Divas Unlimited Inc

Atlanta's Elite Fashion and Entertainment Consultants

bedroom fixer-upper in northeastern Italy with the potential to be transformed into a luxurious palazzo hit the market last week for $1.79 million.

Australian Olympian Nathan Baggaley and his brother Dru found guilty in $152 million cocaine plot

A Newly Listed Fixer Upper in Northern Italy Comes Extra Grande

bedroom fixer-upper in northeastern Italy with the potential to be transformed into a luxurious palazzo hit the market last week for $1.79 million.

Set on five acres in the town of Gorizio—about 90 minutes from Venice and a few minutes from the Slovenian border—Villa Ceconi dates to 1885 and spans a gargantuan 34,500 square feet, according to Beverly Hills-based listing agent Matias Baker Masucci of the Sanborn Team at Berkshire Hathaway HomeServices California Properties. (For comparison, that’s about half the size of the White House.)


Nathan Baggaley is also a multiple World Champion.
(CNN)Australian Olympic kayaker Nathan Baggaley and his brother Dru have been found guilty of trying to smuggle hundreds of kilograms of cocaine valued at more than $150 million into the country in 2018, CNN affiliate Nine News reported.

Nathan Baggaley, who won two silver medals at the 2004 Summer Games in Athens, and his brother had pleaded not guilty.
But a Brisbane jury found both men guilty following a two-week trial, Nine News reports.
CNN has reached out to the crown prosecutor Ben Power and representatives to the brothers for comment.
Dru Baggaley and another man were arrested in the summer of 2018 after law enforcement intercepted their boat, according to Nine News.
A press release from the Australian Federal Police (AFP) notes the men tried to evade law enforcement and video footage showed them throwing bags overboard.
Authorities seized more than 500 kilograms of cocaine, according to court documents.
Olympic swimming medalist charged with running alleged Australia drugs syndicate
Olympic swimming medalist charged with running alleged Australia drugs syndicate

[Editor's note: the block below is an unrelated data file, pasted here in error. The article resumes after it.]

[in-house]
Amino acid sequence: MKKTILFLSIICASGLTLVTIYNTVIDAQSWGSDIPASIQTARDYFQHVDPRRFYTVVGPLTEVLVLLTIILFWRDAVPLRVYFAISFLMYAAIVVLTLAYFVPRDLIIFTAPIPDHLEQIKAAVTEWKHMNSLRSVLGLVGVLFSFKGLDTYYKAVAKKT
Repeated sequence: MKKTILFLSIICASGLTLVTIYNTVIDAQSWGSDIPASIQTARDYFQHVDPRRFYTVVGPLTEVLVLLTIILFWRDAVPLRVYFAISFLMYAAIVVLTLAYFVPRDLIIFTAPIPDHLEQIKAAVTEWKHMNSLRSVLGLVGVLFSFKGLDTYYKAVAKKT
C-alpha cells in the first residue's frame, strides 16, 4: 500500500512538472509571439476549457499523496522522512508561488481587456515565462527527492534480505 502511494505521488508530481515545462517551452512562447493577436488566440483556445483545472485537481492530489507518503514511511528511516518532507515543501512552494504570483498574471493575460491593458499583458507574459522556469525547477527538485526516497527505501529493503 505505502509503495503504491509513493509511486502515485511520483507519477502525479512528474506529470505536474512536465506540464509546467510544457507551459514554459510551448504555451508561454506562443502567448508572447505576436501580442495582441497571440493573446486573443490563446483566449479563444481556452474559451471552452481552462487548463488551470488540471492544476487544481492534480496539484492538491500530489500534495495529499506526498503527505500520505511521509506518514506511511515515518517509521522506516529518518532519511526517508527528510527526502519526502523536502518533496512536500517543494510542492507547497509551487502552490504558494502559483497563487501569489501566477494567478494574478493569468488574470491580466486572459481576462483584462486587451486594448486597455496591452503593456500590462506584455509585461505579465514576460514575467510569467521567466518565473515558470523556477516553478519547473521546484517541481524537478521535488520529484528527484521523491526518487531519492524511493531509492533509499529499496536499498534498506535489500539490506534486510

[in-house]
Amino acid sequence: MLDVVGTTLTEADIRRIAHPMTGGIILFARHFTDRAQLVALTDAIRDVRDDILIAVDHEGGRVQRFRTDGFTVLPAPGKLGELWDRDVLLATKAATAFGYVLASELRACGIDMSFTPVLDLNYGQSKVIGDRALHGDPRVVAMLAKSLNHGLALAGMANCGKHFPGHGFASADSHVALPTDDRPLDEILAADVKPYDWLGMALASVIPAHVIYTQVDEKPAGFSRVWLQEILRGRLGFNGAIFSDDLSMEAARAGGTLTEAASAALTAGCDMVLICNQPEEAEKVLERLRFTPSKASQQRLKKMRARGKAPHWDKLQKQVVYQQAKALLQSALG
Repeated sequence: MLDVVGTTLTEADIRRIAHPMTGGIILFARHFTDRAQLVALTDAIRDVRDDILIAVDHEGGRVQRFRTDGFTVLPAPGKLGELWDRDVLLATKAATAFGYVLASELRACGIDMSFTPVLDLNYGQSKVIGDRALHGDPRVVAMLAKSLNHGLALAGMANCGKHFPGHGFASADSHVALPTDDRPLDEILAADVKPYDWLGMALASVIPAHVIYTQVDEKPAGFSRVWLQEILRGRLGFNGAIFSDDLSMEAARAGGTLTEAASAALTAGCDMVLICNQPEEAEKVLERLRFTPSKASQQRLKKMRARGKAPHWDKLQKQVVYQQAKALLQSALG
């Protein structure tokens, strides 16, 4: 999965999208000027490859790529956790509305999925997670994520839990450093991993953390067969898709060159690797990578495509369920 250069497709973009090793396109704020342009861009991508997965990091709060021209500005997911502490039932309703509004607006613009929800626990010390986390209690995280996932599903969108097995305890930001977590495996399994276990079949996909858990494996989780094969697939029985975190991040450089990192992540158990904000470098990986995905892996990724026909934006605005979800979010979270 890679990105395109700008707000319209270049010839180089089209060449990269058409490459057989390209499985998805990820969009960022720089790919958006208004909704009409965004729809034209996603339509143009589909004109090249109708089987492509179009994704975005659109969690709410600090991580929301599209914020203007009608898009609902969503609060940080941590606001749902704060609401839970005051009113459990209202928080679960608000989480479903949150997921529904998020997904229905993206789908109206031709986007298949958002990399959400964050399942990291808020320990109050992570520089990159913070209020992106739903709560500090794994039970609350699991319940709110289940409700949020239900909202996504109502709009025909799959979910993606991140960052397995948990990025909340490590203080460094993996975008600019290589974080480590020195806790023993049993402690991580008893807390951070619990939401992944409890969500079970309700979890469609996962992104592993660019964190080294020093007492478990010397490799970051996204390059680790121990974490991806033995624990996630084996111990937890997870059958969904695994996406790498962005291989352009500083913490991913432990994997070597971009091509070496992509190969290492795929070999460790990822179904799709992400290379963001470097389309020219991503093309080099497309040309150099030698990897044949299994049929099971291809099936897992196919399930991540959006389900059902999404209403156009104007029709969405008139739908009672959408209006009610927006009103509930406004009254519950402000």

Nathan Baggaley, who wasn't on board the boat at the time of the arrests, purchased the vessel and directed the installation of navigation technology, according to court documents.
Court documents detail the prosecution's evidence linking Nathan Baggaley to the case, noting that his fingerprint was found on a piece of tape used to cover the boat's registration plate.
He also attempted to contact his brother Dru while he was at sea, according to court documents.
The boat had met a larger foreign vessel off the coast of New South Wales and was subsequently intercepted, according to the prosecution's case as outlined in court documents.
The brothers have been convicted and served time in connection with drugs charges in the past, according to court documents and local media reports.
They will now remain in custody until sentencing and possibly face life imprisonment, per Nine News.



he Palm Jumeirah has been Dubai’s most enduring work in progress for two decades.

Now developer Nakheel is adding the finishing touches.

Several major additions to the world’s biggest man-made island are approaching completion as it transitions from a near-perpetual construction site to a near-finished community—with hundreds of shops and restaurants set to open in the year ahead.

Among the latest additions are a shopping mall and a tower that will form the centerpiece of the island, located close to the site originally earmarked for a 48-story Trump Tower.




While a monorail station originally bearing the Trump Tower name was completed 10 years ago, the tower itself never made it out of the ground, joining dozens of other developments across the city that were abandoned as property prices plummeted in the wake of the 2008-’09 financial crisis.

Now the Palm is putting its ghost projects of old behind it, with a new mixed-use tower and shopping mall close to where the old one, bearing the name of the property tycoon-turned-U.S. president, was due to be built.